New Delhi: Ahead of the two plus two talks with the United States, India must be cautious against taking sides in the looming second Cold War. Russia and China are embarking on a massive military exercise near Russia’s eastern border and the target is the United States. The United States meanwhile has accused China of souring its denuclearization talks with North Korea to avenge the trade war which threatens the Chinese economy, imperils Chinese expansion in the South China Sea, and puts Xi Jinping’s autocracy in unexpected turmoil. Russia-US relations, concurrently, have gone off the rails with the Donald Trump-Vladimir Putin summit weeks ago having contrarily doubled American sanctions on the former Soviet Union.

India believes it is entitled to waivers of one or the other kind in the international system. There is no rationale for the belief but it pervades rather thickly in the corridors of the ministry of external affairs and animates Indian diplomats posted in the capitals of the Major Powers. So we are fed with optimistic government handouts suitably mediated by the press that China is very close to accepting India in the Nuclear Suppliers’ Group. What about its objection to India’s outlier status in the NPT regime? Why should it make a concession to India with no possibility of obtaining an equal one for Pakistan? And why should China favour India when its claims over Arunachal Pradesh to consolidate its hold over Tibet are flatly rejected by New Delhi? Diplomats have no answers to these basic questions while jejunely arguing that the trade war with the United States has made China friendlier with India. What does it mean? That China sizes the Indian market as equal to America’s? That India is a comparable technology leader? What rubbish.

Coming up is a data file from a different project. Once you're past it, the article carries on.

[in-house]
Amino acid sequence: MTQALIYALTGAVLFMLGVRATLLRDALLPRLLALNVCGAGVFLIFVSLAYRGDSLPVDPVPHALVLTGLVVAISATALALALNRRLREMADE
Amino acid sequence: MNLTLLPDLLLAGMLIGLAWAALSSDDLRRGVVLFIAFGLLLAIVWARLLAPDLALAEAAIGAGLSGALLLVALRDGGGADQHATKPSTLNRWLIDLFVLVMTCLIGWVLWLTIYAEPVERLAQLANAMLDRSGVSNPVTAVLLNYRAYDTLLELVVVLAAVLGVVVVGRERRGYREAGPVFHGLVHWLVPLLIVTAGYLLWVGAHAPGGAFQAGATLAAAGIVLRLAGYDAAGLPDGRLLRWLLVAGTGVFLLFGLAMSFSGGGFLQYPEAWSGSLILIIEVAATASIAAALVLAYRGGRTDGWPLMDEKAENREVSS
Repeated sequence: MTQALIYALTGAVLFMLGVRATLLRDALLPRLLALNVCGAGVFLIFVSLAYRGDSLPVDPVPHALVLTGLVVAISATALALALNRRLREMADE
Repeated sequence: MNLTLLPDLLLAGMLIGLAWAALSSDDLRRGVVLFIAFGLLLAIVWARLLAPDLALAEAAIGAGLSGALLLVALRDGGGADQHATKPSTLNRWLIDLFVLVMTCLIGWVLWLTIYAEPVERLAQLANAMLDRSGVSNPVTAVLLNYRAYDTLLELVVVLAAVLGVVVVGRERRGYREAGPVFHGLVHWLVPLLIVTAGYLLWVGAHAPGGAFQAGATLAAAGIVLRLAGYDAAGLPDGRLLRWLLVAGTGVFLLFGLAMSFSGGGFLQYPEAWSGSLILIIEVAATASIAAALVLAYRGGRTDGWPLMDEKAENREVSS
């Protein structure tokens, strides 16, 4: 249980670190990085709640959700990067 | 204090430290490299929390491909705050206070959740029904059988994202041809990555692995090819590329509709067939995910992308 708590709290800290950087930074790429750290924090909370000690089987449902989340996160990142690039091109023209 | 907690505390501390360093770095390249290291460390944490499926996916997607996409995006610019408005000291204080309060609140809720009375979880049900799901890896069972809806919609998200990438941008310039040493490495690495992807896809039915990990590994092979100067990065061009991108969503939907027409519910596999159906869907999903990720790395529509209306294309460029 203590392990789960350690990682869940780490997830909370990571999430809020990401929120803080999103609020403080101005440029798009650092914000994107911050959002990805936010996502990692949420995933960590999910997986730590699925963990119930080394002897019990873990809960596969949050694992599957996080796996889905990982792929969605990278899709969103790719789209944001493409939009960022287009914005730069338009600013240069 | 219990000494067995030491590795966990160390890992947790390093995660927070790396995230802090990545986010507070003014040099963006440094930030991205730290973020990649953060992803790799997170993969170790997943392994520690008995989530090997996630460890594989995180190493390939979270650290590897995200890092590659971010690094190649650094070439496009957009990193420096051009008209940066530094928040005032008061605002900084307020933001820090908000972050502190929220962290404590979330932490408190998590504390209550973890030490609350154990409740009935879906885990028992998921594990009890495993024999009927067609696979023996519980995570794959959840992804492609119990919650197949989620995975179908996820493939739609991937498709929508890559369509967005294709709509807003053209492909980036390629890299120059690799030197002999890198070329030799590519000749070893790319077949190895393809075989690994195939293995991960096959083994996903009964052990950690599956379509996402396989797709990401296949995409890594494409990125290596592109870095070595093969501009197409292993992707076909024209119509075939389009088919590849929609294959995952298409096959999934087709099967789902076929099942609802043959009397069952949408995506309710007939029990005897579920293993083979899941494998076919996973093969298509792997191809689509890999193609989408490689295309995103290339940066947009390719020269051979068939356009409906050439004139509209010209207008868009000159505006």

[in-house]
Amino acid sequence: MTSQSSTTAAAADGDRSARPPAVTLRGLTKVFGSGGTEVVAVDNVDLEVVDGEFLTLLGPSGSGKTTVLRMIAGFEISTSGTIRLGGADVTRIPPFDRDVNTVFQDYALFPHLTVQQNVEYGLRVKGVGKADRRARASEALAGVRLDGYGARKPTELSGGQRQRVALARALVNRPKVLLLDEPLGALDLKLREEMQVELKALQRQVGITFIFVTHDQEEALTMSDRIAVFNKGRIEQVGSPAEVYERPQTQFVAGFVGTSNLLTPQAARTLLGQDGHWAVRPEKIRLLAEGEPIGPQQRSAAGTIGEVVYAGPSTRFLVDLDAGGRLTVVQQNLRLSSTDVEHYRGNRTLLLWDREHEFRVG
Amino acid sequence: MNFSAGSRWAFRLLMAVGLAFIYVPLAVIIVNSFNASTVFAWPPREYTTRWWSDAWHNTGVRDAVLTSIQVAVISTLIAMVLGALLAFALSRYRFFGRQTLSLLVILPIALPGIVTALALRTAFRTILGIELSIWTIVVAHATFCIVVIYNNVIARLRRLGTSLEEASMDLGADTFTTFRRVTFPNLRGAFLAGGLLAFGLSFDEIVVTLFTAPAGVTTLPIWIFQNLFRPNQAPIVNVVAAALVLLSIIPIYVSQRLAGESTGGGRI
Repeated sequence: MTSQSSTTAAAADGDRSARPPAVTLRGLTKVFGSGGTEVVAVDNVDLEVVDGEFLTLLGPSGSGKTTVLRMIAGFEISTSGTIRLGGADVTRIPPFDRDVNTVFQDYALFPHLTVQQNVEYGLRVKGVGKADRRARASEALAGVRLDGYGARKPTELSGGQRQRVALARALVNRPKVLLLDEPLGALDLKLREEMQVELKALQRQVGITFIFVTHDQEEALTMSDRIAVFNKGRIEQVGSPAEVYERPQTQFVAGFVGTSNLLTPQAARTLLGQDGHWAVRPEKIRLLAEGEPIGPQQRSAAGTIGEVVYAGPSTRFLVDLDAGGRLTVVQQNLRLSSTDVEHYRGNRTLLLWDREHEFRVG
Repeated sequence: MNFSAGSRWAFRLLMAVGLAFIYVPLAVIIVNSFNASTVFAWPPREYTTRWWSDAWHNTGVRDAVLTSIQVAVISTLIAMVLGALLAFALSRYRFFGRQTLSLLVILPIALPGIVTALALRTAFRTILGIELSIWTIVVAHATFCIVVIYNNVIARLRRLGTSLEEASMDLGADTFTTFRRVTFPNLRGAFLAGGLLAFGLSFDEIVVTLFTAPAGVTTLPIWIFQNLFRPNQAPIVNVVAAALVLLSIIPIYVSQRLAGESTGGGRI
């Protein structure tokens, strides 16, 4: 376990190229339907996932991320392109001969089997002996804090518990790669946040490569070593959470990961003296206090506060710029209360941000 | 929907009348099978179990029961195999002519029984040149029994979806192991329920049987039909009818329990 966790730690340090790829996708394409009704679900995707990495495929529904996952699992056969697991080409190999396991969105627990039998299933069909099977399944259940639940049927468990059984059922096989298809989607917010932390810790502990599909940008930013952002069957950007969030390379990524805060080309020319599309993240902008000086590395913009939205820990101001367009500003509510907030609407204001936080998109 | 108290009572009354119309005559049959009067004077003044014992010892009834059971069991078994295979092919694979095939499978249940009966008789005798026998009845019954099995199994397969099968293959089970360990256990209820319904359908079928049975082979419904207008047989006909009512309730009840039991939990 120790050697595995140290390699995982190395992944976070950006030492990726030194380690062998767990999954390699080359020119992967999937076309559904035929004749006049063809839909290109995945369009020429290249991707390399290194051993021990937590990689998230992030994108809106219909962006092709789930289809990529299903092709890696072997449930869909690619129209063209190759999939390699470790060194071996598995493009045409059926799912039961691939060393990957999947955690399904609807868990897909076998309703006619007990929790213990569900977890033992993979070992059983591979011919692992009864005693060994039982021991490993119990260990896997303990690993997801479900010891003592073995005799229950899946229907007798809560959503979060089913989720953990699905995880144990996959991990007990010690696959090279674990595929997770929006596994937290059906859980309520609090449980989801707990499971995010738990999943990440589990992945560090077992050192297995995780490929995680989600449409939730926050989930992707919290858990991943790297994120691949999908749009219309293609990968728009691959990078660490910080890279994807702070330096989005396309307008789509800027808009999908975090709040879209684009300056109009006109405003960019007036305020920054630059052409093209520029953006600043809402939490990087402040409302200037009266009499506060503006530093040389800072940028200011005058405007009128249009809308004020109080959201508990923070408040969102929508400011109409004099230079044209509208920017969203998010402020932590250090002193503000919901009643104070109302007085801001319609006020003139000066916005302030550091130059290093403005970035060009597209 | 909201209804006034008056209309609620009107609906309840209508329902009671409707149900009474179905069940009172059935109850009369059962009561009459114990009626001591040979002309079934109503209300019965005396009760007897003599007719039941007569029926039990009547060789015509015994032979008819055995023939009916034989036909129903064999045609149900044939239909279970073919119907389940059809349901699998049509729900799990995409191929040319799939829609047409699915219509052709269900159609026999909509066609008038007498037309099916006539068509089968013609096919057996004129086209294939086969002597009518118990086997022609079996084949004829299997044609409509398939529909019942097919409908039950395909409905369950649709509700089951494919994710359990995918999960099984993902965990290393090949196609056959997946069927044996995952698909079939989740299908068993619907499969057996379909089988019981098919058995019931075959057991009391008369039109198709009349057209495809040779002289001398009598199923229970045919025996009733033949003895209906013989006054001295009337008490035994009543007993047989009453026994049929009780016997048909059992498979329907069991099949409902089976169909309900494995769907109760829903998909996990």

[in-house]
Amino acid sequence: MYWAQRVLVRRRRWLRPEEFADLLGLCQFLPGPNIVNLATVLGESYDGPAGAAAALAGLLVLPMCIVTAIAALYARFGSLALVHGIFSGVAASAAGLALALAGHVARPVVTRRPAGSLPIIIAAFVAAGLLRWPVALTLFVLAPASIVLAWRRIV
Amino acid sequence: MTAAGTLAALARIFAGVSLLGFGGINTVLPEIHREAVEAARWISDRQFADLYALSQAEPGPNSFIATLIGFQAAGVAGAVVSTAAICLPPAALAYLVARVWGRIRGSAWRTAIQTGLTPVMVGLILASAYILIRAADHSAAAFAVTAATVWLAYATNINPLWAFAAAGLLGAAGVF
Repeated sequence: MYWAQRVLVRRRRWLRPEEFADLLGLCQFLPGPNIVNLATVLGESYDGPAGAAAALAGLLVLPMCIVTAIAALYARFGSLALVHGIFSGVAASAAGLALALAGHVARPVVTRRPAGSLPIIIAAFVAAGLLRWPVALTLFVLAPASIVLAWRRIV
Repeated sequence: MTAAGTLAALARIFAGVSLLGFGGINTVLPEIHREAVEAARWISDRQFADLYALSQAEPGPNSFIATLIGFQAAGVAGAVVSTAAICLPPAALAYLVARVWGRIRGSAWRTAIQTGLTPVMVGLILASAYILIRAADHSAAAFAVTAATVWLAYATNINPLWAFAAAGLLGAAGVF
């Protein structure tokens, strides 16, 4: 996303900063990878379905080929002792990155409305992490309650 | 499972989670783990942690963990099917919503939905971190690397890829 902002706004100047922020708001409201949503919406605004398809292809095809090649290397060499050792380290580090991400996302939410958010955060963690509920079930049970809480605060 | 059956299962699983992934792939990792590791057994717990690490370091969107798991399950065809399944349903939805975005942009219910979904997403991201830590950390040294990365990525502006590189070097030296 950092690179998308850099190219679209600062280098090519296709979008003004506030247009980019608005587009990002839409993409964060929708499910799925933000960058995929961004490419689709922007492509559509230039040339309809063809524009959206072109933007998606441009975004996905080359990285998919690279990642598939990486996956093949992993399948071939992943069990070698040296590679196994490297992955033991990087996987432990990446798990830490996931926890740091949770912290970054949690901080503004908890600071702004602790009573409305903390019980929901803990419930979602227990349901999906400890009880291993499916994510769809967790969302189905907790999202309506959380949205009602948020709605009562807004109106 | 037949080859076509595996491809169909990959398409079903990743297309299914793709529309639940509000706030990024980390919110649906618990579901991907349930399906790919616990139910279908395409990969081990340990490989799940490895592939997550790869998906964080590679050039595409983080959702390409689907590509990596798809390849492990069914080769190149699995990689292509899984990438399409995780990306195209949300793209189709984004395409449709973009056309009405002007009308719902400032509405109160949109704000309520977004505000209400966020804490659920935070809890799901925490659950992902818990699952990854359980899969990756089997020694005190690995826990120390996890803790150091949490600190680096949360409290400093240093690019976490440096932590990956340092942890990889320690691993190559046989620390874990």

The naivety extends to understanding US sanctions policies as well. US-Russia relations are in a free fall. Any country dealing in strategic trade with Russia faces secondary sanctions without discrimination. Since weeks the ministry of external affairs and its Washington diplomats have fed false hopes that India will not face sanctions should it buy the S-400 Russian air defence system. This writer has repeatedly cautioned against baseless optimism. Even though India will not be a threat to the United States armed with S-400s, US war planners cannot take a chance. S-400s anywhere in the world represent a net accretion of Russian military power. Capacities matter more than intentions.

The papers say the S-400 will figure in the two plus two talks which is perhaps obvious. But pleading for them in the main in the talks will diffuse and even divert the focus of the two plus two. The two plus two is about US-India foreign and military relations, not S-400. What does India expect of foreign and military relations with the United States? The bulk of the pre-talks preparations must revolve around this question.

The United States is clear, however, on what it desires from India geopolitically and militarily. It wants India to assist the United States and the East Asian middle powers in containing China. Obviously, India cannot agree to contribute to China’s containment in crude geopolitical and military terms. India stands alone in southern Asia to share a highly contested land border with China, a frontier which has seen bloody clashes in 1962 and tensions and incursions since. The United States is a distant power. It can withdraw from any region on account of domestic and financial pressures. The United States cannot be a reliable ally in a military confrontation with China. Trade wars are another matter. China’s surging economy makes it the number one threat to world peace. Constrain the economy and China’s expansion is constrained by and by. Donald Trump is perfectly justified to demand a level playing field with China and in the WTO which China has manipulated to its advantage. Appeasing China in its worst moment with the United States will anger the United States and keep China insatiable. Seeing India’s NSG desperation, China has set an informal precondition that New Delhi joins the CPEC. Arunachal Pradesh will be next, followed by China’s open offer to broker a Kashmir peace with Pakistan. Do we understand all these ramifications as we blunder ahead on NSG and S-400 waivers?

Most immediately, India faces a real danger of losing focus in the two plus two dialogue. Let New Delhi be warned. Jim Mattis and especially Mike Pompeo will come highly prepared and full of demands.